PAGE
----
This recipe comes to me from food historian and New Orleans native Lolis Eric Elie. No need to snatch wigs, I’m well aware that shrimp étouffée and Shrimp Creole are not one and the same. I’m including it here because the combination of tomato, shrimp, and rice is seductive to me in all forms. Furthermore, had I known how to make it at age sixteen, there’s a fair chance I would’ve served it.
Lolis, by his own admission, scribbled this down in a few minutes time. It was intended to be less of a formal recipe and more of a guide. While I don’t stray too far from his instruction, I’ve done a few things differently. Namely, the addition of Hungarian paprika and the added step of blending the shrimp shells and heads with the stock and then straining them. This is something Pablo does for all shellfish stocks, as it makes for a richer and more layered result. Lastly, if you’re in Southern California and have access to ridgeback prawns, I highly recommend you use them. Wild Local Seafood is a good source. Note that, because of the weight of their shells, you’ll need about two pounds of ridgeback prawns to get one pound of shrimp meat
Makes 6 very filling servings
1-2 pound of head-on shrimp, peeled and deveined, shells and heads retained, along with four whole shrimp to be used as garnish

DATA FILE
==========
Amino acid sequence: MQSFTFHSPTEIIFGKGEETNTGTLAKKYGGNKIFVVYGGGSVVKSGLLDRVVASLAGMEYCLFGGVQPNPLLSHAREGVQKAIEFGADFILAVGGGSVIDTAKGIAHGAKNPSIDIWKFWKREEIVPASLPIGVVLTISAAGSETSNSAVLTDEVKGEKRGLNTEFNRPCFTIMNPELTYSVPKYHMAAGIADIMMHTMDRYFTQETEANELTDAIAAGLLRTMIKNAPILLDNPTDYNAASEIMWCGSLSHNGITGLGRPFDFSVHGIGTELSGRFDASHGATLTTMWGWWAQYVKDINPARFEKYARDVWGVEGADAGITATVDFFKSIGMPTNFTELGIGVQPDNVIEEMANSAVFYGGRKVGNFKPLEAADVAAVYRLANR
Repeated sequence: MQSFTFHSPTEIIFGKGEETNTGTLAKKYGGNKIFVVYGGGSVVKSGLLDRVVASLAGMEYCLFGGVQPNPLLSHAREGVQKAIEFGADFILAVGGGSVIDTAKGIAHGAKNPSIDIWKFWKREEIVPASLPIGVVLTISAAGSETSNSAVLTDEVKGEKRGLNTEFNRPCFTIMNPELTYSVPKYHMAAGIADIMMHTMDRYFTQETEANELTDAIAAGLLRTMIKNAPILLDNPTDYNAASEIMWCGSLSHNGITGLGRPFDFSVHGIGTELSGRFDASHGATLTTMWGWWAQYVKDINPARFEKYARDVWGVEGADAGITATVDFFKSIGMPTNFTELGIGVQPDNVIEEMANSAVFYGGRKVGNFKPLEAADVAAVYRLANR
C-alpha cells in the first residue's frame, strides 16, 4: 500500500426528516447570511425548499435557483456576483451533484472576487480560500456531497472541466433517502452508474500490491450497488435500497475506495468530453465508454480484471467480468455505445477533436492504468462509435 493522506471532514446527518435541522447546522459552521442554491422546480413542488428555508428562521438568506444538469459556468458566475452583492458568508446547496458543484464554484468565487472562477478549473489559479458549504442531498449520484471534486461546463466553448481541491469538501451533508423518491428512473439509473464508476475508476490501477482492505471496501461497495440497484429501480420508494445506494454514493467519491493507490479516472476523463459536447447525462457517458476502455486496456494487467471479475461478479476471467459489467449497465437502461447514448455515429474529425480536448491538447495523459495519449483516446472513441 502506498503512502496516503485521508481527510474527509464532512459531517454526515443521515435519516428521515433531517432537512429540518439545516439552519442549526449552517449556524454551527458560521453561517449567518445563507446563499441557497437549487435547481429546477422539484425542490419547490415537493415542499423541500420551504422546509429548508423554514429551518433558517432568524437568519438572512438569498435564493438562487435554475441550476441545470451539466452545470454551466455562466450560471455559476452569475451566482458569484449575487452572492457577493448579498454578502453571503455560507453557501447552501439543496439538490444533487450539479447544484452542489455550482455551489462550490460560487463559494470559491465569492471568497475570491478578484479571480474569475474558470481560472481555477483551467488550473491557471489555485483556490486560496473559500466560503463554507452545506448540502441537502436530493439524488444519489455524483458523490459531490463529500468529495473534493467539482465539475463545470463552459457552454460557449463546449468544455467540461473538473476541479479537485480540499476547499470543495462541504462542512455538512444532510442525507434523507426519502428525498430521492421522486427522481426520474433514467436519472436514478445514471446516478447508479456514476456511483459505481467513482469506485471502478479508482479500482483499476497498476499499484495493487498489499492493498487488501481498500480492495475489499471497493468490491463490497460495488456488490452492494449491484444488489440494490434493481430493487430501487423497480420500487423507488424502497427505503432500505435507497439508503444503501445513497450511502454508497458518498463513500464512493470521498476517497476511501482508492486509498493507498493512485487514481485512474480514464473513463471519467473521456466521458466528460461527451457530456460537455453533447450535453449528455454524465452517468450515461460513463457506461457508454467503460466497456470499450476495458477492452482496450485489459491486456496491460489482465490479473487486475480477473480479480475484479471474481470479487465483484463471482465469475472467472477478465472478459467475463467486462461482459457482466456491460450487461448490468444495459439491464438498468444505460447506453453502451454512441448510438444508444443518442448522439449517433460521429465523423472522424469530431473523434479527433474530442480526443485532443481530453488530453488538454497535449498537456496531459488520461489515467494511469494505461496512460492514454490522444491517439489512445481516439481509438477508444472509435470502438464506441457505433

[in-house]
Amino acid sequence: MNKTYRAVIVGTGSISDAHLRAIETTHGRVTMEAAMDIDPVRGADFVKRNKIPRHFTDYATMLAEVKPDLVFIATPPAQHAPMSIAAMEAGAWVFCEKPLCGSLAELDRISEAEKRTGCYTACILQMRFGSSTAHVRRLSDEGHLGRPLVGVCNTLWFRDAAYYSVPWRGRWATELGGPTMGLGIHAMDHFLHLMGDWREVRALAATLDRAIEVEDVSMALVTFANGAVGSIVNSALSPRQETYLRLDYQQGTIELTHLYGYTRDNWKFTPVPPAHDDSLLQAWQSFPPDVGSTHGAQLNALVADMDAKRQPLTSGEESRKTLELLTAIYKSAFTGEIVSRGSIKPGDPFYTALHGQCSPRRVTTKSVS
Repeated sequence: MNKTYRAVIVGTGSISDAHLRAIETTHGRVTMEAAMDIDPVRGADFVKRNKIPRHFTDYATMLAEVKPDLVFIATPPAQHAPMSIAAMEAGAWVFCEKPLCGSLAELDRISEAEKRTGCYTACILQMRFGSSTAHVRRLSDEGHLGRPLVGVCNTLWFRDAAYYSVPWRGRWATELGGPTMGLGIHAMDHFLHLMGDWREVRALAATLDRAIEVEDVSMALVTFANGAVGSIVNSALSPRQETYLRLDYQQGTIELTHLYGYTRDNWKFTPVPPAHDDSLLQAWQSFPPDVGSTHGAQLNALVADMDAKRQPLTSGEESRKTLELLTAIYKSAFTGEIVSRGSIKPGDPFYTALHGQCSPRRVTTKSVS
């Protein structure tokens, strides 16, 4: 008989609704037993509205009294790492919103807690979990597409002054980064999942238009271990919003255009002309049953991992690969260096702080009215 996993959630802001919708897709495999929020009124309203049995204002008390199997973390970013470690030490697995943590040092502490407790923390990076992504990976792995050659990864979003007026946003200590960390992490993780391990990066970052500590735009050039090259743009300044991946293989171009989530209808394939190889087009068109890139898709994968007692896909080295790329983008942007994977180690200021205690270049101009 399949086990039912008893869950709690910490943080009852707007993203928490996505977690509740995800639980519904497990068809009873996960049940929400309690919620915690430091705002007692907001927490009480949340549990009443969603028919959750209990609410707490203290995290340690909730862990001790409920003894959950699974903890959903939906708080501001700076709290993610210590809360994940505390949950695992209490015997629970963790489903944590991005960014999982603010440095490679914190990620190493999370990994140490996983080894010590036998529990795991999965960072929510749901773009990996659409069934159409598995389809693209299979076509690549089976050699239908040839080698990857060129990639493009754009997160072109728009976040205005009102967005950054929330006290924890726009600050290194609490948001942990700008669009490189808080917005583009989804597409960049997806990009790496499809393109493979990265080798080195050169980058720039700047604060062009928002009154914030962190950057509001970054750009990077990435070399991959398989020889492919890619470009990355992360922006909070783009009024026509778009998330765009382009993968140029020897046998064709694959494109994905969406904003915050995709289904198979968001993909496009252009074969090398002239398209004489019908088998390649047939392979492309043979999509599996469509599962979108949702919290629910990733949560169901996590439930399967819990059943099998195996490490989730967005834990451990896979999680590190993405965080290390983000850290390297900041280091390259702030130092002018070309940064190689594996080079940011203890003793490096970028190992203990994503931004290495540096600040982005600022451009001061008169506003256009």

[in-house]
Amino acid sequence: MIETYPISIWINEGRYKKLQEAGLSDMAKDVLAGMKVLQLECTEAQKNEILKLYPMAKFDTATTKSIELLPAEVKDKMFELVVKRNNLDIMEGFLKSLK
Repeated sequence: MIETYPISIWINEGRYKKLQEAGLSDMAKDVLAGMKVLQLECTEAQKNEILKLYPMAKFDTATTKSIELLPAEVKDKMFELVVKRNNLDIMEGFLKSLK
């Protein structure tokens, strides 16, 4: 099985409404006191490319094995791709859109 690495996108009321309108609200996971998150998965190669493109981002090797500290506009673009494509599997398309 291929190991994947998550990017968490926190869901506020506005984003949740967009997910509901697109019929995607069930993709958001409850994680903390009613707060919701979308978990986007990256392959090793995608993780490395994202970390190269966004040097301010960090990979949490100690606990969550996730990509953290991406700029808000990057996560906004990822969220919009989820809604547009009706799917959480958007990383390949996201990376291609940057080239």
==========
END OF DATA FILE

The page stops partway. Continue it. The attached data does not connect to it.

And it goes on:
1/4 cup vegetable/olive/canola/peanut/ or grapeseed oil
1/8 teaspoon freshly ground allspice
1/2 stick butter
1 medium onion, chopped
2 stalks of celery, chopped
1/2 cup bell pepper, chopped
6 cloves of garlic, finely chopped
1/2 small can of tomato paste
2 tablespoons flour
high quality Hungarian paprika (to taste)
cayenne (to taste)
black pepper (to taste)
sliced green onion for garnish
tablespoon chopped parsley
In a bowl, season shrimp with salt, cracked black pepper. Add half the finely chopped garlic, cover and refrigerate.
In a stockpot, heat 1/4 cup oil. When the oil is hot, but not smoking, add the shrimp heads and shells and allspice. Heat the shrimp shells, stirring constantly, until pink on the inside and slightly brown on the outside—about five minutes. Add 4 cups water. Bring to a boil. Reduce heat to simmer for about twenty minutes. Remove the shells and discard them, saving the stock. Or, if you have a Vitamix or very good blender, blend the contents of the pot and put through a sieve.
While the stock is reducing by half, begin the rest of the dish.
In a large skillet, melt the butter over medium heat. Add the onions. Saute until translucent. Reduce the heat and add all the other vegetables. Cover, and cook on very low heat for about thirty minutes. When the vegetables are soft, brown, and sweet add the flour stir well. Add half can of tomato paste. Add 2-3 cups of stock. Continue to stir. Add the shrimp. Cook three to five minutes, until shrimp are pink. Season to taste.
Broil the whole shrimp with salt, pepper, oil, and paprika.
Serve over hot jasmine rice. (When cooking the rice, I add one clove of garlic, salt, and a tablespoon of olive oil to the water, I don’t stir it until it’s near the end of its cooking time).
Garnish with whole shrimp, green onion, and parsley.